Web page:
Britt appealed to developers to create apps that take control of devices in the home. “You could make an alarm app that slowly ramps up the light in the room and plays your favorite music,” he said. “Imagine using Android@Home to control an irrigation system to create a real-world Farmville app. If you lose the game, your garden dies.”
Britt’s colleague Matt Hershenson, director of hardware for Android, introduced a new feature coming soon to the most recent release of Android, Honeycomb, due out later this year. The new feature is a software protocol that lets the operating system connect with many different devices.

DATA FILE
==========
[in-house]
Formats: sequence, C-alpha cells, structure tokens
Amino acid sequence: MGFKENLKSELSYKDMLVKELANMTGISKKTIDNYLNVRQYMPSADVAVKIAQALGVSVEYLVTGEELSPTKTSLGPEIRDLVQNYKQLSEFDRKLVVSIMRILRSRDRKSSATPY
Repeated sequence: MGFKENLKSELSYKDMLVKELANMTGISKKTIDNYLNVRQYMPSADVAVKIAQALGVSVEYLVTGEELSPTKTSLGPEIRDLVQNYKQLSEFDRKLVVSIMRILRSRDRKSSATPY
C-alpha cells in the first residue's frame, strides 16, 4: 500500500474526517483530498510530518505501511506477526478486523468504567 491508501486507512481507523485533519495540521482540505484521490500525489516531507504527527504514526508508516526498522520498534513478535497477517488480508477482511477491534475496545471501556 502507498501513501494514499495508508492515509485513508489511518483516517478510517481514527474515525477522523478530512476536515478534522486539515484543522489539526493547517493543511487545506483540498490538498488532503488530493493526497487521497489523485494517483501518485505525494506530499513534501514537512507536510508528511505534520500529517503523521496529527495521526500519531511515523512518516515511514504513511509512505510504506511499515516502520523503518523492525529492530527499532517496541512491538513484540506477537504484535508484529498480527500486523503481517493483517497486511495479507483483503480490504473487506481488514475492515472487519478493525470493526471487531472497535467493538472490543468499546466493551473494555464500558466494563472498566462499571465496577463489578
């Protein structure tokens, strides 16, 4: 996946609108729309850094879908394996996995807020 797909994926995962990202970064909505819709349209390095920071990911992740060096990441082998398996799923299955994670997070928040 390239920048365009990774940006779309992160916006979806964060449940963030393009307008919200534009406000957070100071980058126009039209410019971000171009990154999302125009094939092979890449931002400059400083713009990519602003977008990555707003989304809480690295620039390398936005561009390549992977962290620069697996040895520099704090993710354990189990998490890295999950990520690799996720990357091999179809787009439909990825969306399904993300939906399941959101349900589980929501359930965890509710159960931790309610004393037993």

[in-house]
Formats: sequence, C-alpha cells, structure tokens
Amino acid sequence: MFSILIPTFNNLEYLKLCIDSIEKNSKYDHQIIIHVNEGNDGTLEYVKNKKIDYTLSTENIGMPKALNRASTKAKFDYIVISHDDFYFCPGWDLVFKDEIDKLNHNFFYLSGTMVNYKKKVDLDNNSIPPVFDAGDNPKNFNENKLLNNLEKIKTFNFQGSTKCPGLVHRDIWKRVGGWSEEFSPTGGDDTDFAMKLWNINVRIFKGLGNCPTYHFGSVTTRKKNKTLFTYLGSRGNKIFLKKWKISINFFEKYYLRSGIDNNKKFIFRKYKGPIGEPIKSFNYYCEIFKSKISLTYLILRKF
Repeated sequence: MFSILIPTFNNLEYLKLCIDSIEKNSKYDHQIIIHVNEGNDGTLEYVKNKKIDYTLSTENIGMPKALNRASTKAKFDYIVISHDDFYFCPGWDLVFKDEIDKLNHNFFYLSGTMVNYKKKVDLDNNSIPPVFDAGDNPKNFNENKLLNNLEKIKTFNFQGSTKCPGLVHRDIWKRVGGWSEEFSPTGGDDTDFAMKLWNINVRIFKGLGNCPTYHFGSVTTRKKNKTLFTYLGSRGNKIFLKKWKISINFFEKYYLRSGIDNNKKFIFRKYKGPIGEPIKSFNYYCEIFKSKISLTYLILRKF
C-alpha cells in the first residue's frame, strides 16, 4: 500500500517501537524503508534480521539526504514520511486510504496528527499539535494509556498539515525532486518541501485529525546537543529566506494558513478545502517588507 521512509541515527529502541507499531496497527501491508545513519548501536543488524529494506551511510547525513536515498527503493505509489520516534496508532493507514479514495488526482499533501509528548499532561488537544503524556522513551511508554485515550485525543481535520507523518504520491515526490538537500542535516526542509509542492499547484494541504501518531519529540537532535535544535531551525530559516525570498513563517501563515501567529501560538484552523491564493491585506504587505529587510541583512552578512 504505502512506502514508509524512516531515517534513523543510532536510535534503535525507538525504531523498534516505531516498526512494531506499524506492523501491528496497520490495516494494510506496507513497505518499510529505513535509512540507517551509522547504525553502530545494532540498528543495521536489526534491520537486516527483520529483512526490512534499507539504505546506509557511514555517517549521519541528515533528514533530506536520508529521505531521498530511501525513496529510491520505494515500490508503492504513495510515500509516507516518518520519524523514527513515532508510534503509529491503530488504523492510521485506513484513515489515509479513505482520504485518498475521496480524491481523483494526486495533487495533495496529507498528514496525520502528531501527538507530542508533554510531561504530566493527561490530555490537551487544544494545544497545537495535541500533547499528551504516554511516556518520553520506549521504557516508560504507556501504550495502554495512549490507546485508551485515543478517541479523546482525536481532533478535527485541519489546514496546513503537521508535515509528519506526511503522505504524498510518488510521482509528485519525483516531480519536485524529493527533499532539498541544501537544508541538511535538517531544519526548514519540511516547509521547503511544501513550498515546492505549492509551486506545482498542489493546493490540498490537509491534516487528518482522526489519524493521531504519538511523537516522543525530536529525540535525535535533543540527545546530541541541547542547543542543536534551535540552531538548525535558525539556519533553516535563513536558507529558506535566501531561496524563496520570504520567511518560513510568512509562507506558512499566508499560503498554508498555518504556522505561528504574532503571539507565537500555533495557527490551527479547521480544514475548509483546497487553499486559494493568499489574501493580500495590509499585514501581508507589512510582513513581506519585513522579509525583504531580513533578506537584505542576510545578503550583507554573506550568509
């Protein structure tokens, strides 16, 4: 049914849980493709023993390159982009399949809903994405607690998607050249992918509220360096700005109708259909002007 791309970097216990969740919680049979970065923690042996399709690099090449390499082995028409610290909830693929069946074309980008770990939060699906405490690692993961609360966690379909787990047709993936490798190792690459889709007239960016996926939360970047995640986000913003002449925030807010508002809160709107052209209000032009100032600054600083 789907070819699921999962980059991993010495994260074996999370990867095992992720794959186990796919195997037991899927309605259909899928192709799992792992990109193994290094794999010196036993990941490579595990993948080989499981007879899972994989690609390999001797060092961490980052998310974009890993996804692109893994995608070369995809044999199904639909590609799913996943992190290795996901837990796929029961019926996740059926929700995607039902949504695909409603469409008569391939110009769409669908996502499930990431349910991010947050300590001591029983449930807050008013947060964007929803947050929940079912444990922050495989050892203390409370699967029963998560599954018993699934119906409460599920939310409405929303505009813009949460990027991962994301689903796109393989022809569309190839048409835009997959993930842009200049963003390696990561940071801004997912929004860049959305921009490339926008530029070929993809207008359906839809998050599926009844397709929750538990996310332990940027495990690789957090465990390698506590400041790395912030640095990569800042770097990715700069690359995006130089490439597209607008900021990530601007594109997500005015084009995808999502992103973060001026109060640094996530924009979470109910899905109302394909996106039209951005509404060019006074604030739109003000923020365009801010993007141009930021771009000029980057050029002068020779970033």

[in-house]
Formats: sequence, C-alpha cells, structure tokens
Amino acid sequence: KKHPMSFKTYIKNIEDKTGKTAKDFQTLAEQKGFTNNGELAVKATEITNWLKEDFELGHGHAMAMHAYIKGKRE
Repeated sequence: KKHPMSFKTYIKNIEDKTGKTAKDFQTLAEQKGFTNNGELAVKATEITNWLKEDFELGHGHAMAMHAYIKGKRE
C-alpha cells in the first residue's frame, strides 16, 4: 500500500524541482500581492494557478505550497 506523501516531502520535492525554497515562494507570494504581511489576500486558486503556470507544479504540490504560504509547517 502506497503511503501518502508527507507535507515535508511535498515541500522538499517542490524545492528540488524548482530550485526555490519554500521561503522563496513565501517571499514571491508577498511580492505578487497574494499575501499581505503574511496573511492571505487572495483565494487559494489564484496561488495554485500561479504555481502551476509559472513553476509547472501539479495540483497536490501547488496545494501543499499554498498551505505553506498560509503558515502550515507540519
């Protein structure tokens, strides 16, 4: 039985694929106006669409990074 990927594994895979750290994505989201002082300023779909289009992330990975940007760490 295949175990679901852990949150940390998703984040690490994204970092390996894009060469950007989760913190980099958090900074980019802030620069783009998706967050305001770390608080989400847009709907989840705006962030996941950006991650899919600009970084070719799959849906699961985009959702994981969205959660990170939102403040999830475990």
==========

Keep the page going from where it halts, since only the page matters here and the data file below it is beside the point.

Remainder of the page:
“What if your Android devices could integrate more fully with your workout?” he asked as a colleague stripped down to cycling shorts, mounted an exercise bike, and plugged his Android phone into it.
The new software protocol allowed the bike to open an app that used the pedaling of the bike to control a simple game. “If the phone didn’t already have a compatible app, the bike would send the phone to the market to download it,” said Hershenson.
A second, larger-scale demo saw a tablet used to control a 5,000-pound wooden tilt table large enough to park a car on. The tilt of an Android tablet was fed to motors so that the table mirrored the tablet’s movement, allowing a user to steer a bowling ball around a maze.
The forthcoming Honeycomb refresh will also support all existing USB devices out of the box. One consequence, as demonstrated at the conference, is that game controllers can be used with Android devices, bringing tablets and connected TV devices running Android into competition with consoles and gaming PCs.